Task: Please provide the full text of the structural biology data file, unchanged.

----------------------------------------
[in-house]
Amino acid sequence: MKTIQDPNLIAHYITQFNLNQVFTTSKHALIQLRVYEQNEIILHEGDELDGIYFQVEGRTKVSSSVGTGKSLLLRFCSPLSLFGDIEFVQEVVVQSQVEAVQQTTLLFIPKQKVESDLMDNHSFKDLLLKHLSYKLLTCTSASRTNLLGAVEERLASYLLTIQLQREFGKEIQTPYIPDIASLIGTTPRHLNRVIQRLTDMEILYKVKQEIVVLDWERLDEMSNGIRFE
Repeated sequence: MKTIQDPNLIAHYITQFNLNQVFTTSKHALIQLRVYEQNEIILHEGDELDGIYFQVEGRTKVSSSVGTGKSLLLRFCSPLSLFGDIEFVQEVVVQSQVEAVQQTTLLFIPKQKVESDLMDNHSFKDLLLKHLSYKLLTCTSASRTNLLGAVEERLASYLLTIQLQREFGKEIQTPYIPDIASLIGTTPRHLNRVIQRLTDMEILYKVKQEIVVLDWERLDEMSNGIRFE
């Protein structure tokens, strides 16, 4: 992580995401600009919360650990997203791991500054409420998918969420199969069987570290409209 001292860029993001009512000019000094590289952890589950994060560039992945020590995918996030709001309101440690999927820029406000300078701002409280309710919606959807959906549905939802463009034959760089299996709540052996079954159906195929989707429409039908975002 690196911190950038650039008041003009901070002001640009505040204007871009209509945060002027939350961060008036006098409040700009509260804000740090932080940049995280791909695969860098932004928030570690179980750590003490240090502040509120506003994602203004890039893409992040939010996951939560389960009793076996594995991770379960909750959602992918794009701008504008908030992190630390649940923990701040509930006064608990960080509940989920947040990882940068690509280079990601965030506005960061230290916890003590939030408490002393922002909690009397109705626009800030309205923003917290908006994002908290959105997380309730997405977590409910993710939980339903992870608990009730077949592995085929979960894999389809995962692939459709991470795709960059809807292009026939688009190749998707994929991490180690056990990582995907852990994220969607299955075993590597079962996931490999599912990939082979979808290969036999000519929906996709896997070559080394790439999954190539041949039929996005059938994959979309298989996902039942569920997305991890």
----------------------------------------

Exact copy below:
[in-house]
Amino acid sequence: MKTIQDPNLIAHYITQFNLNQVFTTSKHALIQLRVYEQNEIILHEGDELDGIYFQVEGRTKVSSSVGTGKSLLLRFCSPLSLFGDIEFVQEVVVQSQVEAVQQTTLLFIPKQKVESDLMDNHSFKDLLLKHLSYKLLTCTSASRTNLLGAVEERLASYLLTIQLQREFGKEIQTPYIPDIASLIGTTPRHLNRVIQRLTDMEILYKVKQEIVVLDWERLDEMSNGIRFE
Repeated sequence: MKTIQDPNLIAHYITQFNLNQVFTTSKHALIQLRVYEQNEIILHEGDELDGIYFQVEGRTKVSSSVGTGKSLLLRFCSPLSLFGDIEFVQEVVVQSQVEAVQQTTLLFIPKQKVESDLMDNHSFKDLLLKHLSYKLLTCTSASRTNLLGAVEERLASYLLTIQLQREFGKEIQTPYIPDIASLIGTTPRHLNRVIQRLTDMEILYKVKQEIVVLDWERLDEMSNGIRFE
């Protein structure tokens, strides 16, 4: 992580995401600009919360650990997203791991500054409420998918969420199969069987570290409209 001292860029993001009512000019000094590289952890589950994060560039992945020590995918996030709001309101440690999927820029406000300078701002409280309710919606959807959906549905939802463009034959760089299996709540052996079954159906195929989707429409039908975002 690196911190950038650039008041003009901070002001640009505040204007871009209509945060002027939350961060008036006098409040700009509260804000740090932080940049995280791909695969860098932004928030570690179980750590003490240090502040509120506003994602203004890039893409992040939010996951939560389960009793076996594995991770379960909750959602992918794009701008504008908030992190630390649940923990701040509930006064608990960080509940989920947040990882940068690509280079990601965030506005960061230290916890003590939030408490002393922002909690009397109705626009800030309205923003917290908006994002908290959105997380309730997405977590409910993710939980339903992870608990009730077949592995085929979960894999389809995962692939459709991470795709960059809807292009026939688009190749998707994929991490180690056990990582995907852990994220969607299955075993590597079962996931490999599912990939082979979808290969036999000519929906996709896997070559080394790439999954190539041949039929996005059938994959979309298989996902039942569920997305991890």